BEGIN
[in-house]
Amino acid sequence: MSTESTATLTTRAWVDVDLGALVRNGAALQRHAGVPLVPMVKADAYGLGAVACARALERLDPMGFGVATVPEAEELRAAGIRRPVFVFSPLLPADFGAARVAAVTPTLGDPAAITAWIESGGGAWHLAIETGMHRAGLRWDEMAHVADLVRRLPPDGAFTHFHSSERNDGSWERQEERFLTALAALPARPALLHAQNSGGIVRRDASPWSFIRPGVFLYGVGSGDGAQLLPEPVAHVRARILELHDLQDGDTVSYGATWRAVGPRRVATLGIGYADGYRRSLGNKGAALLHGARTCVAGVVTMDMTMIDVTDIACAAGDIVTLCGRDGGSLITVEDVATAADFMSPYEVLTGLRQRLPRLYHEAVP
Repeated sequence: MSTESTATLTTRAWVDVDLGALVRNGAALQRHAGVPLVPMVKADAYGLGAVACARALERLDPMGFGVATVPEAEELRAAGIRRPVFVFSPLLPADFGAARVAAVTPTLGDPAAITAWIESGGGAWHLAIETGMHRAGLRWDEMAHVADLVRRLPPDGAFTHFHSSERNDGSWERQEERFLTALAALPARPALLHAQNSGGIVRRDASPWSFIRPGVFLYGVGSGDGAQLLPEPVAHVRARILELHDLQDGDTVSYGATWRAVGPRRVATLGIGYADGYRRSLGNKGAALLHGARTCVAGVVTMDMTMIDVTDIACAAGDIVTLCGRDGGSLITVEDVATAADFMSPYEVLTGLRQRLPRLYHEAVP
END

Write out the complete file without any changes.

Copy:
[in-house]
Amino acid sequence: MSTESTATLTTRAWVDVDLGALVRNGAALQRHAGVPLVPMVKADAYGLGAVACARALERLDPMGFGVATVPEAEELRAAGIRRPVFVFSPLLPADFGAARVAAVTPTLGDPAAITAWIESGGGAWHLAIETGMHRAGLRWDEMAHVADLVRRLPPDGAFTHFHSSERNDGSWERQEERFLTALAALPARPALLHAQNSGGIVRRDASPWSFIRPGVFLYGVGSGDGAQLLPEPVAHVRARILELHDLQDGDTVSYGATWRAVGPRRVATLGIGYADGYRRSLGNKGAALLHGARTCVAGVVTMDMTMIDVTDIACAAGDIVTLCGRDGGSLITVEDVATAADFMSPYEVLTGLRQRLPRLYHEAVP
Repeated sequence: MSTESTATLTTRAWVDVDLGALVRNGAALQRHAGVPLVPMVKADAYGLGAVACARALERLDPMGFGVATVPEAEELRAAGIRRPVFVFSPLLPADFGAARVAAVTPTLGDPAAITAWIESGGGAWHLAIETGMHRAGLRWDEMAHVADLVRRLPPDGAFTHFHSSERNDGSWERQEERFLTALAALPARPALLHAQNSGGIVRRDASPWSFIRPGVFLYGVGSGDGAQLLPEPVAHVRARILELHDLQDGDTVSYGATWRAVGPRRVATLGIGYADGYRRSLGNKGAALLHGARTCVAGVVTMDMTMIDVTDIACAAGDIVTLCGRDGGSLITVEDVATAADFMSPYEVLTGLRQRLPRLYHEAVP